Stress on the farm is hard to avoid with the numerous challenges farmers have had to deal with in 2019. From the many weather challenges during the growing season to the various production risks producers faced because of this situation, this year was a stressful one for many in agriculture.

Long-term stress is bad for one’s health, both physically and emotionally. Those who are struggling with stress should not be ignored. However, there are actions and activities that can be taken to help reduce stress.


There are two types of stress, according to experts in a recent “Keep Stress Levels in Check on the Farm” webinar put on by the University of Nebraska-Lincoln (UNL) Extension. Glennis McClure, an UNL Extension educator, said eustress is good stress while distress is bad stress.

Eustress is short-lived, but it motivates people, improves performance and can give an individual a feeling of excitement. Receiving a work bonus, getting a promotion at work, or getting married are just a few examples of good stress.

Distress can be bad if the amount of time it is present is fairly long. Prolonged stress affects the body, mind and one’s actions, she said.

Stress can affect a body in various ways from muscle cramps to feeling sick, she said. It can affect the mind by making some people easily angered, exhausted or just not being able to concentrate.

McClure said people under stress act in many different ways, such as overeating, drinking, smoking, drug use, etc.

Chronic stress creates high levels of cortisol in the body, which increases blood cholesterol, triglycerides and blood pressure, which can cause heart disease, she said.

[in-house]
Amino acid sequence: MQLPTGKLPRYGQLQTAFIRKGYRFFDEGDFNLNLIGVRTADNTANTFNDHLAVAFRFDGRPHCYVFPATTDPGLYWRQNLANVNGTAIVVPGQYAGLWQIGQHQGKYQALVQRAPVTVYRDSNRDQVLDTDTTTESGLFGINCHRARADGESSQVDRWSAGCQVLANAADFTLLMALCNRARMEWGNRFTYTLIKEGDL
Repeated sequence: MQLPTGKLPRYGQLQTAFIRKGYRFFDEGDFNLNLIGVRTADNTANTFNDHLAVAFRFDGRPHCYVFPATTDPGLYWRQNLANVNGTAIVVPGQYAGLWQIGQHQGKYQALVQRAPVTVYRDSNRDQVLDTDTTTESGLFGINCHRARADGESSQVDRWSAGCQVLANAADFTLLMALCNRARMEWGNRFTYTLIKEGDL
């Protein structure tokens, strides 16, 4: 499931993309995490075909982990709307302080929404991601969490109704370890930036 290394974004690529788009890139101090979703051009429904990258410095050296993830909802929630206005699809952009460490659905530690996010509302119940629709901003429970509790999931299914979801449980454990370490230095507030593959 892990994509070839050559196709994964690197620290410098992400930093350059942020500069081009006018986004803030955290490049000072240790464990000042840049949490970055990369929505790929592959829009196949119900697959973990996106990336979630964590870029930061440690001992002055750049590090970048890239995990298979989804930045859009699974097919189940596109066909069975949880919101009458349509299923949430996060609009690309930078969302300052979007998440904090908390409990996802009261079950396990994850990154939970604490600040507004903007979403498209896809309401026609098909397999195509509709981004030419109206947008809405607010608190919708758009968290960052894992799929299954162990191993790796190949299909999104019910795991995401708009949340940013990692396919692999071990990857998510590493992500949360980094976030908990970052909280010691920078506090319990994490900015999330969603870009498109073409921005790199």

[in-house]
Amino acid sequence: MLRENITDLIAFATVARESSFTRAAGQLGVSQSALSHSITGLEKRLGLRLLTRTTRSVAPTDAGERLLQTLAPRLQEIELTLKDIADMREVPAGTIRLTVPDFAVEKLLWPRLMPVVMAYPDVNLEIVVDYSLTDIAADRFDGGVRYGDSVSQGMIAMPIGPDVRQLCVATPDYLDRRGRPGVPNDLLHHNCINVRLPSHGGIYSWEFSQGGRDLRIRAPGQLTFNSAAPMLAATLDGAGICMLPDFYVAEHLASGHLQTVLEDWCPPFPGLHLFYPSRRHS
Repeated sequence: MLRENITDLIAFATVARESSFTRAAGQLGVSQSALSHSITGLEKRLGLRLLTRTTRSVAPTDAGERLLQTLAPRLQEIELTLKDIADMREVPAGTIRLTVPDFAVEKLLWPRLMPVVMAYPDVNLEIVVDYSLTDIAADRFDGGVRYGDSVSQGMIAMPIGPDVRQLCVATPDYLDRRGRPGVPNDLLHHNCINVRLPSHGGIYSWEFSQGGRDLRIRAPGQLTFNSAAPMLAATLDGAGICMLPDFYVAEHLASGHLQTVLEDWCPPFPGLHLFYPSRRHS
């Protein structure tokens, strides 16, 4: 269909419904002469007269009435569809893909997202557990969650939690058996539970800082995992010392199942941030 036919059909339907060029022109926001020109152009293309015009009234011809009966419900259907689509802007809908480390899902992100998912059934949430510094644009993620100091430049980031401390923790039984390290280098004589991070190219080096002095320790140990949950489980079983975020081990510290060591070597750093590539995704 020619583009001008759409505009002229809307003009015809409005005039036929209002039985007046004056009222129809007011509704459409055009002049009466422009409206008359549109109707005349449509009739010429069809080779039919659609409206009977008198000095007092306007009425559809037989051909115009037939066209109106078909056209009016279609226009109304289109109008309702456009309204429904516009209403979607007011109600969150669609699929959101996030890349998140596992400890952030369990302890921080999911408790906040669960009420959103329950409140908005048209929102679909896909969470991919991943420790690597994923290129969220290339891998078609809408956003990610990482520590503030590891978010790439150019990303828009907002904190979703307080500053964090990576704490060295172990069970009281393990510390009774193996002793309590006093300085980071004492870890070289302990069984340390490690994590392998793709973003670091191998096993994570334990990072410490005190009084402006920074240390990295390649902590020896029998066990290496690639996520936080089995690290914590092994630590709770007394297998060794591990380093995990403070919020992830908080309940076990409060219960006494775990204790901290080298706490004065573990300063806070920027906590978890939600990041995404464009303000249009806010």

“Long-term stress can affect how the blood clots,” McClure said. “This makes the blood stickier and increases the risk of stroke.”


There are several things farmers can do to lessen the effects of stress, said Brandy VanDeWalle, a UNL Extension educator.

One practice would be to build gaps into the day to ensure you have time for a mental break. Another thing would be to become more assertive and perhaps to say no to events and activities that add to your already full schedule, she said.

Other practices to lessen stress would be learning to take some time off, getting some exercise during the course of the day and having someone to talk to.

“This could be a family member or a friend to talk to or maybe this could even being journaling,” VanDeWalle said.

In addition, VanDeWalle said an Ohio State University website lists various stress-reducing activities and actions. This list included eating a well-balanced diet, exercising a half hour a day, getting enough sleep, not dwelling on stress, managing time efficiently, setting realistic goals, learning to relax and separating work and family time.

Those who are under stress need to cultivate a productive mindset, McClure said.

Utilizing self-talk can help in this process. Choose three words to help maintain a positive mindset, she said.

“I would choose calm, capable and controlled,” McClure said.

Other practices to maintaining a productive mindset would be the use of breathing and use of acceptance, McClure said. Deep breathing would give you a time to pause and accept your situation and then begin working on a solution to your problems, she said.


Everyone handles stress differently, therefore, some people do not handle stress as well as others. If you come across someone in distress there are things to do to help this person, according to McClure.

Once you recognize signs of distress, you need to express your concerns to the person and ask about their situation, she said. If they express suicidal thoughts you need to take action immediately.

“Any suicidal talk or behavior must be treated as serious and do not leave the person alone,” McClure said.

Many people believe if you ask someone about suicide this puts the thought into the person’s mind. This is a myth and talking about it does not increase the chances of it happening, she said.

There are many resources available for those in distress including:

The National Suicide Prevention Lifeline 1-800-273-TALK (8255)

Nebraska Family Helpline 1-888-866-8660

Nebraska Rural Response Hotline 1-800-464-0258

Substance Abuse and Mental Health Services Administration 1-800-985-5990

The University of Nebraska-Lincoln (UNL) Extension has launched a new website for rural wellness at:…

In addition, UNL Extension also contributes on a new Nebraska Rural Youth Suicide Prevention Campaign at:…

Russ Quinn can be reached at

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Source: Russ Quinn, DTN